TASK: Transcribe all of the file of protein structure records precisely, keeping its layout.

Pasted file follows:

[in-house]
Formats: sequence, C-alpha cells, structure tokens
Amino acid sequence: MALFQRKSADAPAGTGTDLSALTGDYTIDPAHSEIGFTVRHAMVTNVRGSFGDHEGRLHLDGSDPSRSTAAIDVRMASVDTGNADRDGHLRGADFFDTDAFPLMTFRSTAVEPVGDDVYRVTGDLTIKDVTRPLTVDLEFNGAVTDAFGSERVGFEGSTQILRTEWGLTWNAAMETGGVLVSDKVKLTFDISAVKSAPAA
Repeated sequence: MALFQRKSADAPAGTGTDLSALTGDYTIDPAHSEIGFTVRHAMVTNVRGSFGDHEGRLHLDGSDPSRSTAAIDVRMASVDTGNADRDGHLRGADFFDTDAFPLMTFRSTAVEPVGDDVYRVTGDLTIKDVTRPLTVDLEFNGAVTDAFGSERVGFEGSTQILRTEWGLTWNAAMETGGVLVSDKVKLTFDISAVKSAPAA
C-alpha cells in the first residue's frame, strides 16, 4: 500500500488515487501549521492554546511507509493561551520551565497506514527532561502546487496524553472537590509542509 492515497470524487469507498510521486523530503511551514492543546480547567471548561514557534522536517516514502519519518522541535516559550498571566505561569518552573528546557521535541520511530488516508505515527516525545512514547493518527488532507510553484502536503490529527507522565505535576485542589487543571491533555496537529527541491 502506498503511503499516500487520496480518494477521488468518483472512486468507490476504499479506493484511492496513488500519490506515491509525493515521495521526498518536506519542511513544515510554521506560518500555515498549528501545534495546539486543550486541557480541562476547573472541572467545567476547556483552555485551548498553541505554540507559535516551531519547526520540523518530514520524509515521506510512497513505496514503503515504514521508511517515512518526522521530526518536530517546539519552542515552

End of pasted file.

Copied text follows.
[in-house]
Formats: sequence, C-alpha cells, structure tokens
Amino acid sequence: MALFQRKSADAPAGTGTDLSALTGDYTIDPAHSEIGFTVRHAMVTNVRGSFGDHEGRLHLDGSDPSRSTAAIDVRMASVDTGNADRDGHLRGADFFDTDAFPLMTFRSTAVEPVGDDVYRVTGDLTIKDVTRPLTVDLEFNGAVTDAFGSERVGFEGSTQILRTEWGLTWNAAMETGGVLVSDKVKLTFDISAVKSAPAA
Repeated sequence: MALFQRKSADAPAGTGTDLSALTGDYTIDPAHSEIGFTVRHAMVTNVRGSFGDHEGRLHLDGSDPSRSTAAIDVRMASVDTGNADRDGHLRGADFFDTDAFPLMTFRSTAVEPVGDDVYRVTGDLTIKDVTRPLTVDLEFNGAVTDAFGSERVGFEGSTQILRTEWGLTWNAAMETGGVLVSDKVKLTFDISAVKSAPAA
C-alpha cells in the first residue's frame, strides 16, 4: 500500500488515487501549521492554546511507509493561551520551565497506514527532561502546487496524553472537590509542509 492515497470524487469507498510521486523530503511551514492543546480547567471548561514557534522536517516514502519519518522541535516559550498571566505561569518552573528546557521535541520511530488516508505515527516525545512514547493518527488532507510553484502536503490529527507522565505535576485542589487543571491533555496537529527541491 502506498503511503499516500487520496480518494477521488468518483472512486468507490476504499479506493484511492496513488500519490506515491509525493515521495521526498518536506519542511513544515510554521506560518500555515498549528501545534495546539486543550486541557480541562476547573472541572467545567476547556483552555485551548498553541505554540507559535516551531519547526520540523518530514520524509515521506510512497513505496514503503515504514521508511517515512518526522521530526518536530517546539519552542515552